WIPO on Folklore not moving too fast


Subject: WIPO on Folklore not moving too fast
From: DJDambiec (dambiec@ozemail.com.au)
Date: su 07 kesä   1998 - 05:55:11 EEST


One of the May 98 WIPO papers states:

Preparation of new international norms, or at least offering guidance, on
those issues, as well as on two further issues identified during
preparatory work on the treaties - namely,
the rights of broadcasting organizations and of distributors of
cable-originated programs and the intellectual
property protection of folklore - has been left, initially, for the
1998-99 biennium.

I presume this means nothings is happening and this issue has been around for
some 20 years at least. I would suggest that such protection is possible and
that is so even with fair use/dealing.

There may be 2 distinctions drawn at least, ie

indigenous folklore of a living culture,

social and cultural folklore that is more than confined to one culture, eg
Hindu songs, etc which have no real tribal claimant and folklore that are
folksongs etc

There appears to be no reason to separate out religious practices, either. The
question of sacred and religious matters may arise in relation to any
protective regime.

That is definitions are tricky.

Regarding indigenous folklore, I offer the following points.

dieter dambiec

Indigenous cultural rights

To strengthen indigenous claims to folklore the concept of aboriginal rights
requires consideration. Included within aboriginal rights are not only rights
in relation to land based on native title, but also pre-existing rights or
privileges that were practiced long before settlement by Europeans, and rights
to an indigenous people's cultural survival. In the Canadian case of R v
Sparrow the Supreme Court stated that the protection of aboriginal rights
extended to those practices which were "an integral part of their distinctive
culture".

In New Zealand, Article the Second of the Treaty of Waitangi of 1840 recognises
Maori customary rights. The English version of Article the Second states that
the Crown confirms and guarantees to the Maori "full exclusive and undisturbed
possession of their Lands and Estates Forests Fisheries and other properties
which they may collectively and individually possess". In the Maori text of
the Treaty of Waitangi the word "taonga" is used in substitution for the words
"other properties". Taonga when translated means "treasures".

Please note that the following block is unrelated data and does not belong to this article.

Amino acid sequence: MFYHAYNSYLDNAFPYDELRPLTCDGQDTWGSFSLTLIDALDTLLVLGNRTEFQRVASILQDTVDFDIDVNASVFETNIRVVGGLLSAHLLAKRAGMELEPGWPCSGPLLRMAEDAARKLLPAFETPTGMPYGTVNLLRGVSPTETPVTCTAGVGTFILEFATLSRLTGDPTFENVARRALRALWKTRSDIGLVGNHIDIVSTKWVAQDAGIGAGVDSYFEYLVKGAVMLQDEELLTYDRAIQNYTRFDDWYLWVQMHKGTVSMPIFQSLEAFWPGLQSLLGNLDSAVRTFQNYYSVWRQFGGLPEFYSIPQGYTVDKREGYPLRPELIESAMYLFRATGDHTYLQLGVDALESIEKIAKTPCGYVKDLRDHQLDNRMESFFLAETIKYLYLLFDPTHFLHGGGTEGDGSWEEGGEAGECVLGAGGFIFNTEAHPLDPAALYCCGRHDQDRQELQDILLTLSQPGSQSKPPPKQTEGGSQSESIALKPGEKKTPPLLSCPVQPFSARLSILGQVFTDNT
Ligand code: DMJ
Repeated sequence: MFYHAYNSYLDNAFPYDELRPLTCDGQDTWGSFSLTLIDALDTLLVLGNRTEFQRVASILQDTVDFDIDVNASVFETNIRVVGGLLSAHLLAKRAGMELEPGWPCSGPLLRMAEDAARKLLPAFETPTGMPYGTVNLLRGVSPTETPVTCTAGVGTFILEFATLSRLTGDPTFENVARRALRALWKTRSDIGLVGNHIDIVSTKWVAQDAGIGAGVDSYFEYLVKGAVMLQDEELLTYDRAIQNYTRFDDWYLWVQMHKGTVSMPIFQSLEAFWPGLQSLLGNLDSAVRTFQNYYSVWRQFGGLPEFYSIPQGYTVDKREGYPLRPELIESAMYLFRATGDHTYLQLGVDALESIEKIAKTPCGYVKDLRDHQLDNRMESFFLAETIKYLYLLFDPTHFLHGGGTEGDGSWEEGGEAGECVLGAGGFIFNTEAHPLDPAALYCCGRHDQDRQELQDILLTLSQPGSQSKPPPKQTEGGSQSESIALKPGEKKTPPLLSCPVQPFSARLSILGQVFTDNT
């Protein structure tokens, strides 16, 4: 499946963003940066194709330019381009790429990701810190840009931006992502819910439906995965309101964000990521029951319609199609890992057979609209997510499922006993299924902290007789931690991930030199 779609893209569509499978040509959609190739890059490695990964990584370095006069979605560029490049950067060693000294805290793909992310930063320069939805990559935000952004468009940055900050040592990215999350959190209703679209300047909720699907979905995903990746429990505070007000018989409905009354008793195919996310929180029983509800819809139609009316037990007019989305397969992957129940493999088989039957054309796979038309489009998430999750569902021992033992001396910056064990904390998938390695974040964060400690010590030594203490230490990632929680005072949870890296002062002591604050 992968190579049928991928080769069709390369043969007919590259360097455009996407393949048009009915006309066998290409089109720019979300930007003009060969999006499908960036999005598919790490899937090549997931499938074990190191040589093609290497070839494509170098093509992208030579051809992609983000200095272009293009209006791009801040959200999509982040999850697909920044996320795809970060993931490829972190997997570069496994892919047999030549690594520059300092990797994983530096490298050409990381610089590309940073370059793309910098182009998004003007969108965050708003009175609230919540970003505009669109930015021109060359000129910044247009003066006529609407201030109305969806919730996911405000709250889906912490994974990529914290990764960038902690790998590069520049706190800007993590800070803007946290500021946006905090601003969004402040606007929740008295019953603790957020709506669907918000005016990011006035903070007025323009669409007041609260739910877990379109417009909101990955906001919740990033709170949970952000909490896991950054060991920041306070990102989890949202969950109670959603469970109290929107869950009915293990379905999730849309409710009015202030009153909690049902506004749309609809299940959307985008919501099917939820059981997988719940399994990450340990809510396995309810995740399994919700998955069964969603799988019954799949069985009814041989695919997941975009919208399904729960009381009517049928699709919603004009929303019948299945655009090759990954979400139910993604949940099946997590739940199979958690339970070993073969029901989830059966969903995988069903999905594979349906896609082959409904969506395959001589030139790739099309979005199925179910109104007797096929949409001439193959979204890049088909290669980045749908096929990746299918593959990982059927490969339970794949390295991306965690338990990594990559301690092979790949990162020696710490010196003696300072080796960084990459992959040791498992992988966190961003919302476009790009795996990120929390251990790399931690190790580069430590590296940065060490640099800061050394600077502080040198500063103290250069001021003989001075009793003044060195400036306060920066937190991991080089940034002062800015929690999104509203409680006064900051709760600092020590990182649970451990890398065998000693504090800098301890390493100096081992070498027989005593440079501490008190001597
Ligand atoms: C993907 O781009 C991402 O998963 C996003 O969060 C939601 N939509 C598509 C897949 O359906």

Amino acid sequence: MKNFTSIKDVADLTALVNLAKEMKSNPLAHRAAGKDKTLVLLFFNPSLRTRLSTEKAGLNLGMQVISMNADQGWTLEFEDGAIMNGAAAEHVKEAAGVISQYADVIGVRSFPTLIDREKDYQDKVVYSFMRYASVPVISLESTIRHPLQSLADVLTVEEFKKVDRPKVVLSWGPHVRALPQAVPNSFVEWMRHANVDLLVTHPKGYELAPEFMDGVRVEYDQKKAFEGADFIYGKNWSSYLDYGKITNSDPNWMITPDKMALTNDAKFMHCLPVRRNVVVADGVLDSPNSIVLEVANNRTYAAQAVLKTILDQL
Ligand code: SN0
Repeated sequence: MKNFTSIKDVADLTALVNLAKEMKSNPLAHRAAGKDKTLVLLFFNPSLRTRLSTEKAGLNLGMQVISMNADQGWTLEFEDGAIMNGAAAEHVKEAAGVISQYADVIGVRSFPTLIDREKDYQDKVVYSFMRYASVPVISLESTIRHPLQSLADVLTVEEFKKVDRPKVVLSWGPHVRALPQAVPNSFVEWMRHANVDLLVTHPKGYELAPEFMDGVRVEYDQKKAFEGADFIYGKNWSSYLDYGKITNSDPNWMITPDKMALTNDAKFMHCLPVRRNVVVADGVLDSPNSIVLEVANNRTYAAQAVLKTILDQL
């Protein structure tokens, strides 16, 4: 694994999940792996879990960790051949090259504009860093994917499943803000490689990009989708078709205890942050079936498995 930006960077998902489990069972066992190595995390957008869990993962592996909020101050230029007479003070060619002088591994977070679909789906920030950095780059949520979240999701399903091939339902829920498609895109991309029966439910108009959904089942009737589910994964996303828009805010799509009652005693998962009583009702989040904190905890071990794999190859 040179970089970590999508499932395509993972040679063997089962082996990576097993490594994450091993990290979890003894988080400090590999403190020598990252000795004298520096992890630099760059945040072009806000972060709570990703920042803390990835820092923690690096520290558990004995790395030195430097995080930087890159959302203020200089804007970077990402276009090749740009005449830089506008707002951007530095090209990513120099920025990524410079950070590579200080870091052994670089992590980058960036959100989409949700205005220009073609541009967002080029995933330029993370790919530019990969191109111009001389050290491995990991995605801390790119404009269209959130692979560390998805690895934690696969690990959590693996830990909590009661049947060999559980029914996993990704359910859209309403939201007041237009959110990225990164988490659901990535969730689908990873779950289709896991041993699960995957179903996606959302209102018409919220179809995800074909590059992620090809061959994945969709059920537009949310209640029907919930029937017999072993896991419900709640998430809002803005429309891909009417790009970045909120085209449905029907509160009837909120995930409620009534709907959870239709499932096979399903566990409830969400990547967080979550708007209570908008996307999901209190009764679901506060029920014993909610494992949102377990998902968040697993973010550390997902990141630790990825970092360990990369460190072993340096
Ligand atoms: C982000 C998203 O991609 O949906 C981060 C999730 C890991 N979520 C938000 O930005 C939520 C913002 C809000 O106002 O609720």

While Maori people have available to them the rights and privileges under laws
made by the Crown (including laws in relation to intellectual property), this
does not disturb the possession and retention of Maori cultural "treasures" and
customs. Under the Treaty of Waitangi Maori language is one such treasure that
requires protection. This has recently been confirmed by the Privy Council in
New Zealand Maori Council v Attorney General of New Zealand. Obviously if
language is a cultural treasure worthy of protection in the "partnership"
between Maori and the Crown, then other creative treasures including folklore
must also be protected under the treaty in favour of the indigenous people.

A legislative regime for folklore recognising aboriginal rights

The legal conceptions of indigenous peoples, though differently developed, are
not necessarily any less precise than those of the common law. It is possible
to surmise from the High Court's decision in Mabo v The State of Queensland
[No.2] that upon the Crown gaining sovereignty over Australia through
annexation it still respected the pre-existing rights and interests of the
indigenous Aboriginals in their creative and intellectual works even if they
were of a kind unknown to the common law. These customary rights have not been
expressly extinguished by the Crown under the Copyright Act or similar
legislation. In line with the evolving nature of folklore, it also makes sense
that the ongoing observance of customary rights can be in a modernised form.

It is possible that both indigenous and western conceptions in relation to
intellectual property can be utilised to frame an effective legislative regime
for the protection of folklore. This can be achieved by recognising those
aboriginal rights which are integral to the indigenous culture, rational or not
contrary to the Australian common law, and which were continually observed up
until settlement or have been modernised since then. Such rights should be
capable of being asserted outside the indigenous community, even though not
alienable outside the indigenous system.

To achieve this a discretion can be vested in the indigenous culture as to how
it, through various tribal structures, wishes to reasonably control the
dissemination, reproduction or public disclosure of its own folklore
(particularly its sacred aspects). Where the use is for education or as an aid
in creating other original literary, dramatic, musical or artistic works this
should be regarded as a fair use/dealing which should not be unreasonably
denied.

Protection of indigenous folklore therefore requires a consideration of the
concept of community ownership of works and the management of rights associated
with those works in accordance with the customs of the particular indigenous
culture. This would enable greater indigenous control of folklore and ensure
that its commercialisation does not take place in the wrong context so as to
result in indigenous knowledge and creativity being seen merely as a commodity
with the folklore loosing its primary role of strengthening the indigenous
culture. Only when indigenous folklore is strengthened so that it is no
longer, as in some countries, in a state of "extreme fragility" can its
secondary commercial or entrepreneurial potential be appropriately utilised or
fairly disseminated within its true cultural parameters.



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